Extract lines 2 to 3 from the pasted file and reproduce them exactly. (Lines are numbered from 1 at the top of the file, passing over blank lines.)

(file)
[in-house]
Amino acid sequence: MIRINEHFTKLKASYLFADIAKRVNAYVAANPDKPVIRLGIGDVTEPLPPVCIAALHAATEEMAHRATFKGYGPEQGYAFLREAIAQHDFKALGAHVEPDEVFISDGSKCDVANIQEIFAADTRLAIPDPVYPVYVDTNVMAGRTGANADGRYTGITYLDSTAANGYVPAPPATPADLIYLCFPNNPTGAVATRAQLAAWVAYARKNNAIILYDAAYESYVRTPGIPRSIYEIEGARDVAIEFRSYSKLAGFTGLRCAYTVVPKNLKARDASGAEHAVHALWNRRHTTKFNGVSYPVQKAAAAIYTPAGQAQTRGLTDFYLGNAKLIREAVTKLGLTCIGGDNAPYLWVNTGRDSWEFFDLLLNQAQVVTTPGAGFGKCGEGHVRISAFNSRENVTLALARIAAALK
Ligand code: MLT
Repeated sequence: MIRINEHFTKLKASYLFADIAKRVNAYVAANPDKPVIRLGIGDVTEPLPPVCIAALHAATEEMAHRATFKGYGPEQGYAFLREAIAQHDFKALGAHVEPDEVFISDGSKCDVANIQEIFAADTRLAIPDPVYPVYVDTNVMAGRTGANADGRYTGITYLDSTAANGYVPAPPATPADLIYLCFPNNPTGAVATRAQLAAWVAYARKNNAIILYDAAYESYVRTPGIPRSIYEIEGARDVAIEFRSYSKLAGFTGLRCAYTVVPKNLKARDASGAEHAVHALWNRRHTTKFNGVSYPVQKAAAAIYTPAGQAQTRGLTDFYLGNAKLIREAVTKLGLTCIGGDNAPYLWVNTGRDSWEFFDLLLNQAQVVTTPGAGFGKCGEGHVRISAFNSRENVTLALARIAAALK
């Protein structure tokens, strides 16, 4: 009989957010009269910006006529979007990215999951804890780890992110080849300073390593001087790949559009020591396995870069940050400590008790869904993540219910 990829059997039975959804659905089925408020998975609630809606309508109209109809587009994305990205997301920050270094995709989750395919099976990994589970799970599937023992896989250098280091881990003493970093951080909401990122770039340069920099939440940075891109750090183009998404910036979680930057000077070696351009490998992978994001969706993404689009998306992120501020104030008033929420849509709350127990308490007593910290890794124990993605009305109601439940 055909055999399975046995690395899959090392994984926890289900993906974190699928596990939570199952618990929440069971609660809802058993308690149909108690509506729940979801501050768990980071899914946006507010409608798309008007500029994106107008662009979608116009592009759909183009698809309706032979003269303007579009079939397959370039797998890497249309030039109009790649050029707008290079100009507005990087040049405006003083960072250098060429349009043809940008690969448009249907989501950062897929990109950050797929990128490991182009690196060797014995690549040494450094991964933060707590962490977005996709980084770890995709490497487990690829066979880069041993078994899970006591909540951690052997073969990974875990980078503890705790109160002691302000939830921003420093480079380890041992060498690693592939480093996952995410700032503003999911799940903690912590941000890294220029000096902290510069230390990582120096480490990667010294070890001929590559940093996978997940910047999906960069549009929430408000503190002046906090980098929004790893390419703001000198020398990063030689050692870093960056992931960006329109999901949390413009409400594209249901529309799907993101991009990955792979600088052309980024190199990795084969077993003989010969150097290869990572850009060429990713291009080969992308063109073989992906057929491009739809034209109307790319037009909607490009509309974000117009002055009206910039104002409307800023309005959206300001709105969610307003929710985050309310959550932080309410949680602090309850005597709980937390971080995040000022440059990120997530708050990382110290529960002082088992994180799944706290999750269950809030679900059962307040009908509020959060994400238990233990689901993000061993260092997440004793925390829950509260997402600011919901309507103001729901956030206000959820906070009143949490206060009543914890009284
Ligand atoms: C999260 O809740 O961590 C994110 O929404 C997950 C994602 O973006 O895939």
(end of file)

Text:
Amino acid sequence: MIRINEHFTKLKASYLFADIAKRVNAYVAANPDKPVIRLGIGDVTEPLPPVCIAALHAATEEMAHRATFKGYGPEQGYAFLREAIAQHDFKALGAHVEPDEVFISDGSKCDVANIQEIFAADTRLAIPDPVYPVYVDTNVMAGRTGANADGRYTGITYLDSTAANGYVPAPPATPADLIYLCFPNNPTGAVATRAQLAAWVAYARKNNAIILYDAAYESYVRTPGIPRSIYEIEGARDVAIEFRSYSKLAGFTGLRCAYTVVPKNLKARDASGAEHAVHALWNRRHTTKFNGVSYPVQKAAAAIYTPAGQAQTRGLTDFYLGNAKLIREAVTKLGLTCIGGDNAPYLWVNTGRDSWEFFDLLLNQAQVVTTPGAGFGKCGEGHVRISAFNSRENVTLALARIAAALK
Ligand code: MLT